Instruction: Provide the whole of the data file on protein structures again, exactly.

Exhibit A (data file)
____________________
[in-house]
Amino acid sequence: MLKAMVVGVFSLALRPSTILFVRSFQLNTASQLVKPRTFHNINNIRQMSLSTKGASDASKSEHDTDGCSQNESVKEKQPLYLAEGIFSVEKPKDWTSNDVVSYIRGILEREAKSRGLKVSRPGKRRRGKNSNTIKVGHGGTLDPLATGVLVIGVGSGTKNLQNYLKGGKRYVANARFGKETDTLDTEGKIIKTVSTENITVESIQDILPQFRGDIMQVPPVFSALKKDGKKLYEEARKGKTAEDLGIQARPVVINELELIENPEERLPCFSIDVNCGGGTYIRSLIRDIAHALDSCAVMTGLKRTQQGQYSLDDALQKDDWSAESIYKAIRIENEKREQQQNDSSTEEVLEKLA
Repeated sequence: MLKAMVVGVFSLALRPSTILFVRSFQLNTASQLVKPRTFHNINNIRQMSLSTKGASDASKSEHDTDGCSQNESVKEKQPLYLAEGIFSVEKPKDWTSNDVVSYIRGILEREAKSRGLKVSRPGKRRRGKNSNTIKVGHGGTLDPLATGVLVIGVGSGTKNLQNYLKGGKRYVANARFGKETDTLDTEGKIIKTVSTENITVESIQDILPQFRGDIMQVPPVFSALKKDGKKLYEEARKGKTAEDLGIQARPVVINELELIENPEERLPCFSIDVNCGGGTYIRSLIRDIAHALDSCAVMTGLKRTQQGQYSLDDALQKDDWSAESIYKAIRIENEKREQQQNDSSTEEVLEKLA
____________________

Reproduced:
[in-house]
Amino acid sequence: MLKAMVVGVFSLALRPSTILFVRSFQLNTASQLVKPRTFHNINNIRQMSLSTKGASDASKSEHDTDGCSQNESVKEKQPLYLAEGIFSVEKPKDWTSNDVVSYIRGILEREAKSRGLKVSRPGKRRRGKNSNTIKVGHGGTLDPLATGVLVIGVGSGTKNLQNYLKGGKRYVANARFGKETDTLDTEGKIIKTVSTENITVESIQDILPQFRGDIMQVPPVFSALKKDGKKLYEEARKGKTAEDLGIQARPVVINELELIENPEERLPCFSIDVNCGGGTYIRSLIRDIAHALDSCAVMTGLKRTQQGQYSLDDALQKDDWSAESIYKAIRIENEKREQQQNDSSTEEVLEKLA
Repeated sequence: MLKAMVVGVFSLALRPSTILFVRSFQLNTASQLVKPRTFHNINNIRQMSLSTKGASDASKSEHDTDGCSQNESVKEKQPLYLAEGIFSVEKPKDWTSNDVVSYIRGILEREAKSRGLKVSRPGKRRRGKNSNTIKVGHGGTLDPLATGVLVIGVGSGTKNLQNYLKGGKRYVANARFGKETDTLDTEGKIIKTVSTENITVESIQDILPQFRGDIMQVPPVFSALKKDGKKLYEEARKGKTAEDLGIQARPVVINELELIENPEERLPCFSIDVNCGGGTYIRSLIRDIAHALDSCAVMTGLKRTQQGQYSLDDALQKDDWSAESIYKAIRIENEKREQQQNDSSTEEVLEKLA